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Buachaill, Barrister
Category: Law
Satisfied Customers: 10944
Experience:  Barrister 17 years experience
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Our neighbour has called the police stating my husband

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Our neighbour has called the police stating my husband damaged her shed when he was cutting our paddock on his tractor. She claims it's been knocked off its concrete slabs which caused it to tilt. This lady has reported criminal damage offence. My husband does not believe he went anywhere near her shed but did say the only way he could of accidentally knocked it would have been the tree trunk belonging to neighbour has been knocked against tractor which in turn has knocked shed. This tree trunk fell during high winds last year and has not been dealt with by said neighbour. My question is is this really grounds for ' criminal damage'? prosecution ?
Why said neighbour did not just contact us and we work together I do not know but to call police and say my husband has caused ' criminal ' damage is beyond me.
In your opinion does she have any grounds for this?
We are also unsure of when this is supposed to have happened exact date, it could have been our gardener who knocked into log whilst using tractor so how can she say my husband caused criminal damage?
We asked gardener and he has no recollection of hitting anything whilst on tractor.
For arguments sake let's say gardener or husband unknowingly damaged her shed, then surely it can be criminal damage offence but accidental?

1. Dear Sonya, at the outset, in order that there be a conviction for criminal damage, there would have to be some positive act on the part of your husband to damage your neighbour's shed. His tractor knocking against the trunk of a tree is not a positive act on his part which would give rise to liability on his part. Additionally, he would have to had intentionally sought to damage her shed. Doing so accidentally does not constitute criminal damage. So, here, the police are likely to give the deaf ear to what your neighbour says. She is over reacting and exaggerating what has happened here and the police are likely to have little interest in her claims of criminal damage.

2. Additionally, if the gardener has accidentally caused harm to her shed, this again would not constitute criminal damage. Doing something accidentally does not constitute criminal damage unless the person was reckless. So again, your gardener has nothing to worry about. What I would suggest here is that you or someone else meet with this neighbour and see if something can be done to restore orderly neighbourly relations. Complaining to the police when there is little cause does nothing for relations.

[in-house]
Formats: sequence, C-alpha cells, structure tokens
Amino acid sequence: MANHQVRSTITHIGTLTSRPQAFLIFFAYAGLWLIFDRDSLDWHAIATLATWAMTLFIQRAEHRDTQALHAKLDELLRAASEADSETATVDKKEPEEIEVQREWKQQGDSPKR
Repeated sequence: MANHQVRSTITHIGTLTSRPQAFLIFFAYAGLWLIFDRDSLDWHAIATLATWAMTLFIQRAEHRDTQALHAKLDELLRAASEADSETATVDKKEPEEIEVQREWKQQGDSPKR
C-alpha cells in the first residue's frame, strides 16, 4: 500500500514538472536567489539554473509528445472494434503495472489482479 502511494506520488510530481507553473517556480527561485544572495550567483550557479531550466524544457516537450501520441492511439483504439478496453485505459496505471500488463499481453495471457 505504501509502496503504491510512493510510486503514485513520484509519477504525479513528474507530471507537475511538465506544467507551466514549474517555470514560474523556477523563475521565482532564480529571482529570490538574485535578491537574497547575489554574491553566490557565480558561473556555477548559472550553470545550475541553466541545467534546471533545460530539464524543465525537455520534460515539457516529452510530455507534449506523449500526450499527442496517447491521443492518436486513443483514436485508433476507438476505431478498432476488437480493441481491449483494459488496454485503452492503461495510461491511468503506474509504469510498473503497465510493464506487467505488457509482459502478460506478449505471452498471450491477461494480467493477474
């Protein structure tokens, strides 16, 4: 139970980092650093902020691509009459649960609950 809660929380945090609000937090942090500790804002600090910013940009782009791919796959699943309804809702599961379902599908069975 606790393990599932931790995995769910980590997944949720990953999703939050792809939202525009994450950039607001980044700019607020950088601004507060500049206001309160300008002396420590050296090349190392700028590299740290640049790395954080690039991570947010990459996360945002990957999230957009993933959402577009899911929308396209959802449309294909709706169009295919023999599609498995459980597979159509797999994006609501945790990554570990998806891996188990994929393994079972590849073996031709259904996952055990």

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Customer: replied 1 year ago.
Unfortunately this neighbour who thankfully lives a distance from use as we have a couple of acres of land between us, has no intention of acting reasonably, on numerous occasions she demanded my husband does not cut our own paddocks as she likes to look out her kitchen window at the wild flowers, she's also wasted police time in ringing them to end our once a year summer party due to noise at 10pm, the police have always agreed with us regarding this neighbours ridiculous actions.
The officer told me today once I explained my husband did not damage her shed, that as she is claiming criminal damage he will have to come to police station. My husband is happy to talk to police but is unhappy about having to go into station, surely a telephone conversation is good enough?.
I do agree that the police will just not bother with this as its a community officer who is dealing with it and as she couldn't get hold of my husband today she is ringing to ask him to come to station some time next week. Is he within in his rights to refuse to do this? Can this not be dealt with over the phone?

4. Your husband can refuse to go to the police station. HOwever, this merely means that he will be arrested at some point and taken forcibly to the police station to answer questions. Accordingly, I would suggest it is much wiser to simply attend when it is suitable. You should seek to maintain police goodwill in this, as otherwise, things could go downhill fast. Don't be as unreasonable as your neighbour. Whilst a telephone call might seem sufficient, I would advise you to keep the police on your side and not to be perceived as being part of the problem by the police. Maintain goodwill.

Customer: replied 1 year ago.
Will do thank you

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